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GM's Bob Lutz  (Source: Photobucket/willfusion)

Production Chevrolet Volt
GM gives a thumbs up to the Volt's battery pack

General Motors' Bob Lutz made headlines earlier today for his comments on crash testing for European-designed vehicles. Lutz argued that differing crash testing standards are preventing the GM from bringing over smaller, more fuel efficient vehicles from Europe that would help the company boost its Corporate Average Fuel Economy (CAFE).

When Lutz isn't championing GM's efforts to pump the U.S. market full of high quality, fuel efficient vehicles with traditional internal combustion engines (ICEs) and drivetrains, he is singing the praises of the upcoming Chevrolet Volt. In the latest saga of the Volt's development, Lutz proclaims that testing of the vehicle's lithium-ion battery pack is going smoothly.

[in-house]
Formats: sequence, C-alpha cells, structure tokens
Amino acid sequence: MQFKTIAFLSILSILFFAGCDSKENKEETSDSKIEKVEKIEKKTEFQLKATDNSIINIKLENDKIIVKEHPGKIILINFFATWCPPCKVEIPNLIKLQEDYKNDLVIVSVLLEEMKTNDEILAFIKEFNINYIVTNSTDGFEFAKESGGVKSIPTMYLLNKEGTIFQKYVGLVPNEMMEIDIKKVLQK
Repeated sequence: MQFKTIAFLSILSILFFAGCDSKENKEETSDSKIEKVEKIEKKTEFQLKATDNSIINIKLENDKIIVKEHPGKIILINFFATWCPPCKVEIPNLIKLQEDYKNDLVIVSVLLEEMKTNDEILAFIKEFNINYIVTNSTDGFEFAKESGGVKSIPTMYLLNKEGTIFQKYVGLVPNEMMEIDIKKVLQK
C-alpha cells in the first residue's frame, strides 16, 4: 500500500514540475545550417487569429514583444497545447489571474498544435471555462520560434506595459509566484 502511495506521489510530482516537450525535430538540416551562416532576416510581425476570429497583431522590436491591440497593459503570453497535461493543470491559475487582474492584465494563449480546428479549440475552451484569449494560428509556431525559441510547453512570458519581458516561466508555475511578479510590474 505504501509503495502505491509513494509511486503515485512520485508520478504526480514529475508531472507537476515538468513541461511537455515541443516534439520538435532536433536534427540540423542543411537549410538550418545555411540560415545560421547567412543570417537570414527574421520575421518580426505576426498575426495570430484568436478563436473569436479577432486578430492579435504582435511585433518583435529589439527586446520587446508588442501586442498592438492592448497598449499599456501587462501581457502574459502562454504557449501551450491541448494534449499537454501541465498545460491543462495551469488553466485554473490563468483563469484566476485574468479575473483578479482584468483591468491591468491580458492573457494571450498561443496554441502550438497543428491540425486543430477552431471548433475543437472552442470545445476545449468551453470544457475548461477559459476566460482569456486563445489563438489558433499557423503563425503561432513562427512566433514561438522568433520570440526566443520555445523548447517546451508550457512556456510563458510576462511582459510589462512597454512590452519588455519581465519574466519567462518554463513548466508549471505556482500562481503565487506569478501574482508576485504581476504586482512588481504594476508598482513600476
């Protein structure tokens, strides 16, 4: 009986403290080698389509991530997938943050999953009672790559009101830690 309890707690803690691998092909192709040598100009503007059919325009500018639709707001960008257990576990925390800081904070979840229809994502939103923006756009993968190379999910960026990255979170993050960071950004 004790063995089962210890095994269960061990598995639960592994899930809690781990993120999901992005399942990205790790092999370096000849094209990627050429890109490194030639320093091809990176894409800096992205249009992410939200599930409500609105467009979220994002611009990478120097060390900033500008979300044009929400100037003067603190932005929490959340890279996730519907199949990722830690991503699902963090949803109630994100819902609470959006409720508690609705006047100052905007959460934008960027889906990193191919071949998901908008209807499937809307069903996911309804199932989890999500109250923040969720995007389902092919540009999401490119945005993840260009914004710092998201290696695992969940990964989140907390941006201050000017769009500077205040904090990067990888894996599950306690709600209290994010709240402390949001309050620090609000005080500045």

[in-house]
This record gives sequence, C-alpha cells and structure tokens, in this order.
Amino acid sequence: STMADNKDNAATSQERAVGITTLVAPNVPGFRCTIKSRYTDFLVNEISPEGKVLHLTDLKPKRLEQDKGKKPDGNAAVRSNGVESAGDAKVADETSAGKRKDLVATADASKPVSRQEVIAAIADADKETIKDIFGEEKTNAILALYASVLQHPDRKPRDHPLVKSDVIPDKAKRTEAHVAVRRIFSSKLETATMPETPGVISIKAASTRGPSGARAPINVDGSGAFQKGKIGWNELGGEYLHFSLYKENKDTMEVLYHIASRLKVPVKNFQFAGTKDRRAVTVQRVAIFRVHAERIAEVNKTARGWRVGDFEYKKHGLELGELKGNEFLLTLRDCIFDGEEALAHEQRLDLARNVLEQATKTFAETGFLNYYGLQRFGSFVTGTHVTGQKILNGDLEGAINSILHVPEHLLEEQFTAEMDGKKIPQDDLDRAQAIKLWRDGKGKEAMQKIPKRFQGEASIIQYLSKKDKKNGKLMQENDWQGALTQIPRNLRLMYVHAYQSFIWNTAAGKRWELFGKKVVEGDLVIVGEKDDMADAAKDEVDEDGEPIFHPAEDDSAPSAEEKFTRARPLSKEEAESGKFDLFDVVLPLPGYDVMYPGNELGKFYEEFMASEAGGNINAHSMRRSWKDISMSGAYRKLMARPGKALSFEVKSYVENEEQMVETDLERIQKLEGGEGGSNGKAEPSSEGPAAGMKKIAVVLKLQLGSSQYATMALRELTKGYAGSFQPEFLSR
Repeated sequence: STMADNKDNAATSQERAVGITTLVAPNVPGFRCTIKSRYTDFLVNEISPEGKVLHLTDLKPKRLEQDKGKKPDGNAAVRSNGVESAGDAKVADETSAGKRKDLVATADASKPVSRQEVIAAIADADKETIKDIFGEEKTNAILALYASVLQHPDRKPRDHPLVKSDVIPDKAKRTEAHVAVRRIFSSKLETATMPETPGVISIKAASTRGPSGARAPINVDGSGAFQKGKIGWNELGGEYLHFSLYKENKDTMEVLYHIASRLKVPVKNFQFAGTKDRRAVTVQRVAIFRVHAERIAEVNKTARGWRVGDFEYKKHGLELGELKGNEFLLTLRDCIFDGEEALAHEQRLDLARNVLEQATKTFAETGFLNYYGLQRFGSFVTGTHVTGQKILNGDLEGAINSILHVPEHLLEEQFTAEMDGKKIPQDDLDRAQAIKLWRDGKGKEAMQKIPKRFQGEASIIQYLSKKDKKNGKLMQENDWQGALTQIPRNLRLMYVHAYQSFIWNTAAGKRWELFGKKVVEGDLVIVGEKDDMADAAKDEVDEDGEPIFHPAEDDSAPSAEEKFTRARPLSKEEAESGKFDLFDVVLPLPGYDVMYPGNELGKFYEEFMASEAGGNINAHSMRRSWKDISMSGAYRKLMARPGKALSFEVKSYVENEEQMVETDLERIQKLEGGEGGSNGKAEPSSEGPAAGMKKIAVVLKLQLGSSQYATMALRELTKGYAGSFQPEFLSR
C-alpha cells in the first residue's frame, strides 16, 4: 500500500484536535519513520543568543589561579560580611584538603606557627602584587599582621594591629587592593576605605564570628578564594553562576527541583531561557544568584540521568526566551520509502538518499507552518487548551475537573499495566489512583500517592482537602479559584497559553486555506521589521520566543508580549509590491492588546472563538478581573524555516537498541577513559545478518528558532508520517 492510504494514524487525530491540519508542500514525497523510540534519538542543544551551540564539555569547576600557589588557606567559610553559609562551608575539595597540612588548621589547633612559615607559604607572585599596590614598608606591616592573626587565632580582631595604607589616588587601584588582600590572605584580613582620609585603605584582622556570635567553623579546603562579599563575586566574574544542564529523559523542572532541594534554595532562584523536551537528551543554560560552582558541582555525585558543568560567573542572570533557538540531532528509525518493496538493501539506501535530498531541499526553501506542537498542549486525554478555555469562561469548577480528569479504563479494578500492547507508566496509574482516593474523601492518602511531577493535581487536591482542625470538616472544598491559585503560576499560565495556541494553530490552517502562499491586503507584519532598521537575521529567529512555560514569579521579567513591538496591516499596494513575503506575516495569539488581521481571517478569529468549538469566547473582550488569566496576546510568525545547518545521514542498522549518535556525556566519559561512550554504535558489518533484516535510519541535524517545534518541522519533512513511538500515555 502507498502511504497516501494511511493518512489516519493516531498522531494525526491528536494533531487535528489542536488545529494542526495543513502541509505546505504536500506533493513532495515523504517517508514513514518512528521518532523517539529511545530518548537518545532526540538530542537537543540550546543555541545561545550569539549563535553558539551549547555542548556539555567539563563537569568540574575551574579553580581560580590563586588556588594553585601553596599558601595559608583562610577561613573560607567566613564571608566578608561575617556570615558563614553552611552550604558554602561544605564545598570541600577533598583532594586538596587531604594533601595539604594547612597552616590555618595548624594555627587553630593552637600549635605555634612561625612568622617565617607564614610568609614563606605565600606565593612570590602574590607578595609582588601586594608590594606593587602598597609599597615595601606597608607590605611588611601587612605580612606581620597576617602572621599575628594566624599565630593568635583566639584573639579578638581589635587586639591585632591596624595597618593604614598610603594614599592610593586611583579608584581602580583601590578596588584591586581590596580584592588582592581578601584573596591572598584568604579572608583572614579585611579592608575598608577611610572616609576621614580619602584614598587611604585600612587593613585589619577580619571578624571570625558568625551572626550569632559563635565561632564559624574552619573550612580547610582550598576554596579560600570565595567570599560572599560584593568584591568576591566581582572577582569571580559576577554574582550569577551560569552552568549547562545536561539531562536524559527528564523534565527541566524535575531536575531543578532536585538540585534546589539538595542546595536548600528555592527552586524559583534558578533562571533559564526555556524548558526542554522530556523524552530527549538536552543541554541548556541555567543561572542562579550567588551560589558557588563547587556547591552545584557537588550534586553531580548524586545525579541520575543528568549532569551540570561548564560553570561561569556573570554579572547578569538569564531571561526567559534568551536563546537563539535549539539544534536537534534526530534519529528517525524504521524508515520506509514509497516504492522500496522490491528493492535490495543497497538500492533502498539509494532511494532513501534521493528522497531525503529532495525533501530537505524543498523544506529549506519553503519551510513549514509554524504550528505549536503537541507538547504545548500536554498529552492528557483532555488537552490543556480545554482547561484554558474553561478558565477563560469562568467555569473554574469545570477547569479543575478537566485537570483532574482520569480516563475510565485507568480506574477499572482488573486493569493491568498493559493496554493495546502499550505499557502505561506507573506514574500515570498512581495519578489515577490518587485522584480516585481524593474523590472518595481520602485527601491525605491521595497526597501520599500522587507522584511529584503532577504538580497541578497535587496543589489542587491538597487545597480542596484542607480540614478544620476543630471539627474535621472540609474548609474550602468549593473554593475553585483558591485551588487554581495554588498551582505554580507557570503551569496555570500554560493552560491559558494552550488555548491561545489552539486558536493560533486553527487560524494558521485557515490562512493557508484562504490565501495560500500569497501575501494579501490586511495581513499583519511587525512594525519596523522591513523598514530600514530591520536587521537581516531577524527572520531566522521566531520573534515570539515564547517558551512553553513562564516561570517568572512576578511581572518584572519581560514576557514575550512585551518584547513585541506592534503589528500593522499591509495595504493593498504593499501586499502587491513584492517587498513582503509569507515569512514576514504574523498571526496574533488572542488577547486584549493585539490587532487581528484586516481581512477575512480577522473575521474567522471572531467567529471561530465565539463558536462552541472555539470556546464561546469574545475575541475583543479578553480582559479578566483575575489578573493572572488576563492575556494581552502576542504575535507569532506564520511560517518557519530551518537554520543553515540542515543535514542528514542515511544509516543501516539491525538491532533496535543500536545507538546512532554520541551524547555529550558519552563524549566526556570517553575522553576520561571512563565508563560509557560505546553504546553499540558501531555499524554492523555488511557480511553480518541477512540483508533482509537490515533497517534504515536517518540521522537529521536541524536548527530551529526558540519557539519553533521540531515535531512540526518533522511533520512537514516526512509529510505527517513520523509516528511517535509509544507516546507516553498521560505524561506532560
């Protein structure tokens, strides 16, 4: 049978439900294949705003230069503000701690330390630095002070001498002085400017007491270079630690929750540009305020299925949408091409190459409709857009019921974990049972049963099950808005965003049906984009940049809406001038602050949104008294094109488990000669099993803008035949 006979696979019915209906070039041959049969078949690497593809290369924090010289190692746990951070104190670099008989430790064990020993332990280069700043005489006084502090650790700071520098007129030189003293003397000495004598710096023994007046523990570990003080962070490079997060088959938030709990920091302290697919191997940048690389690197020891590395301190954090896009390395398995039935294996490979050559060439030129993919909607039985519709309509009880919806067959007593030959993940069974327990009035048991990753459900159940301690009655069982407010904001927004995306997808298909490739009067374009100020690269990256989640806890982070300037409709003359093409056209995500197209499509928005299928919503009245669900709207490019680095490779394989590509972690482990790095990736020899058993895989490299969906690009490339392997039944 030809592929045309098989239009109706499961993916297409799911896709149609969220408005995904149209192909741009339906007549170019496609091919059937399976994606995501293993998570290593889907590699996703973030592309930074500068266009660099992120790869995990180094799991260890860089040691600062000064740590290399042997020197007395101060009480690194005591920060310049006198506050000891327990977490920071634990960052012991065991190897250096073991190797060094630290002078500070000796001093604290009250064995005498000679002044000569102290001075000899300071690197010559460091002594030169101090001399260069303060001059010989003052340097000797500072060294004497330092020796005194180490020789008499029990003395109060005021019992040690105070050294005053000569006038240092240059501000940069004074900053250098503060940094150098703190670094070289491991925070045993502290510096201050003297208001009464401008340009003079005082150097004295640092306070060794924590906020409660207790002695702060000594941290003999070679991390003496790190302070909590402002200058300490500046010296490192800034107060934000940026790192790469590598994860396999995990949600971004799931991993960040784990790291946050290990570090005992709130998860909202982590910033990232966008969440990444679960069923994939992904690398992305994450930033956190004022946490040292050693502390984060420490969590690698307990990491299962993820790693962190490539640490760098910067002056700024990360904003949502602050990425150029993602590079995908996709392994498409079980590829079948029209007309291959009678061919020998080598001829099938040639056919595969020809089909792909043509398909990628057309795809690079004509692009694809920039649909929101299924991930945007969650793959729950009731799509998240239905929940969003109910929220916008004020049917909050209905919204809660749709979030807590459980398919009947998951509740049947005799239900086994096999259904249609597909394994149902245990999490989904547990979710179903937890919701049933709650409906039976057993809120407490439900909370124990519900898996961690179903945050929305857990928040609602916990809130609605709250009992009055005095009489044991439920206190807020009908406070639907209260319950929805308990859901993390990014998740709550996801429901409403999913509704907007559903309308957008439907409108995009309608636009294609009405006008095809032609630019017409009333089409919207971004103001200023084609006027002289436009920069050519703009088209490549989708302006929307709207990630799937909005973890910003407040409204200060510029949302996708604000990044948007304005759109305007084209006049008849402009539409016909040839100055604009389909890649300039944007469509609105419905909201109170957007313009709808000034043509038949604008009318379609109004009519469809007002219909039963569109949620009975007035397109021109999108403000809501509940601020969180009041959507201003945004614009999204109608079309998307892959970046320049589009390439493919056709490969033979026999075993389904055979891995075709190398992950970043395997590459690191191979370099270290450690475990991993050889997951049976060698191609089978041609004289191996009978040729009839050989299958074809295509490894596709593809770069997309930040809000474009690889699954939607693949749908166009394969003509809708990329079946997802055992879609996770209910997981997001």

"We haven't hit any obstacles so far for the batteries," remarked Lutz to Kicking Tires. "They are all performing flawlessly. It's almost scary we are not seeing any problems with the batteries."

Lutz went on to explain that the batteries have been subjected to numerous reliability and durability tests which encompass rigorous road testing and extreme temperature variances. That being said, the battery life of the lithium-ion battery is a concern for GM. As a result, the battery along with other powertrain components will be covered under a 10-year warranty.

"We're being conservative on battery life. For our cost calculations we're assuming each car will need a replacement during the warranty period," added Lutz.